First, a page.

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Spanish Property - Taxes lowered – Are you due a REFUND? (Part 1)

After years of lobbying by non resident property owners and backed by EEC guidelines, the Spanish government has significantly reduced the levels of Capital Gains and withholding tax on property sales to come in line with those rates applied to residents of Spain.

For many years, non resident foreigners selling property have been subject to a punitive 35% CG Tax on their gain when they sell property in Spain. So if you bought a house (including fees) for 100,000 euros last year and this year you sold for 110,000, then in simple terms you would have to pay the Spanish ‘Hacienda’ a hefty 3,500 euros. The government did let you adjust the base purchase figure to let you take into account the rise in the ‘cost of living’ index, but this was seen to be a token gesture and in many ways, very minimal. Compare this to the 15% CGT applicable to residents and you can see why both Brussels and the owners themselves questioned the ‘fairness’ and the legality of such a tax law.

Now, since the start of 2007, this CGT figure has been reduced by almost HALF to 18% whilst conversely, the rate for residents has moved up from 15% to 18% to ensure that all property owners are treated equally.

This capital gains reduction coincides and works together with, the new withholding percentage rate applied to non residents.

As a non resident for tax purposes, when you sold a property, 5% of the value (the official sale price) declared on the ‘escritura’ would be withheld by the purchaser as a payment on account of the Capital Gains Tax. The purchaser was then obliged to pay this to the ‘hacienda’ within 30 days of purchase.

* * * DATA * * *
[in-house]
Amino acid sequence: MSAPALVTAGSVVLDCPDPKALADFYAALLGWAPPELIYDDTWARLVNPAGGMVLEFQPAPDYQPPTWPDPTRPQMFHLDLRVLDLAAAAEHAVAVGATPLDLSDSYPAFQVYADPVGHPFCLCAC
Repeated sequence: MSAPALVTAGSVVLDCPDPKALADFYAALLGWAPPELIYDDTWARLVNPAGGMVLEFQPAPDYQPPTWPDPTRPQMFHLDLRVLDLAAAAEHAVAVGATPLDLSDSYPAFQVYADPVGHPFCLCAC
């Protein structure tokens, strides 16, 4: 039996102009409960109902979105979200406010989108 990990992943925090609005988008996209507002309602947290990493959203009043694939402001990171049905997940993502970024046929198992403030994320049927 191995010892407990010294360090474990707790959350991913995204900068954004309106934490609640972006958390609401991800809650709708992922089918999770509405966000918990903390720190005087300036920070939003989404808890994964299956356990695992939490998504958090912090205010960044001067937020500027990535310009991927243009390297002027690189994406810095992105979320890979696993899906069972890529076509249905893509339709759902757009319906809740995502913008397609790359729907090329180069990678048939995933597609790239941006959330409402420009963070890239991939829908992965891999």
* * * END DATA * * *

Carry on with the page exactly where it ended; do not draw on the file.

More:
The prime reason for the hacienda withholding monies was that they feared that once the seller had sold the property, he/she would then leave Spain and it would be difficult for them to claim the tax due. Withholding tax was a way out of the dilemma but at 5%, this was seen as onerous to say the least.

But having said that, it did actually work, well at least for the Spanish government that is!

Once the ’Hacienda’ had worked out the capital gain, at 35%, they could simply deduct it from the withholding tax and reimburse the seller at a later date. One must say that in many cases this turned out to be many months and in some cases years, so if you were due a refund, patience was a virtue!

Now all has changed, in line with the reduction in CGT, the withholding tax has now been lowered to a more reasonable 3% and therefore as a non resident when you now sell in Spain, you can walk away with more of your proceeds from day 1, all in all a more sensible solution to an old problem.

The government, by reducing these taxes, hope that this will encourage further investment in Spanish property and consequently the Spanish economy in general, but too many onlookers, this reduction has been a result of the external influences exerted by Brussels on the Spanish government.

Since joining the European Union, the centralised body has placed a great deal of pressure on Spain in the application of uniform legislation across the member countries with regard to ‘status’ or ‘residency’ and maybe this is the first step of many to come for the emergence of a wide reaching unified Europe.

In part 2 and in the light of these tax changes, we look at the question…ARE YOU ENTITLED TO A TAX REFUND IF YOU HAVE SOLD SPANISH PROPERTY IN THE LAST FEW YEARS?

If you are looking to purchase or sell Spanish property whilst keeping abreast of the latest news and developments, then visit www.valuvillas.com or email Glyn McCarthy at info@valuvillas.com

Valuvillas SL
Family Run Business 20 Years in Spain
"Simple honest advice in plain English"
Tel:0845 0042093
www.valuvillas.com

The content of the article is copyright of the owner but you are free to use it providing it is published in its entirety, including all links. The author firmly recommends that individuals seek independent legal advice prior to engaging in any Spanish property transaction.

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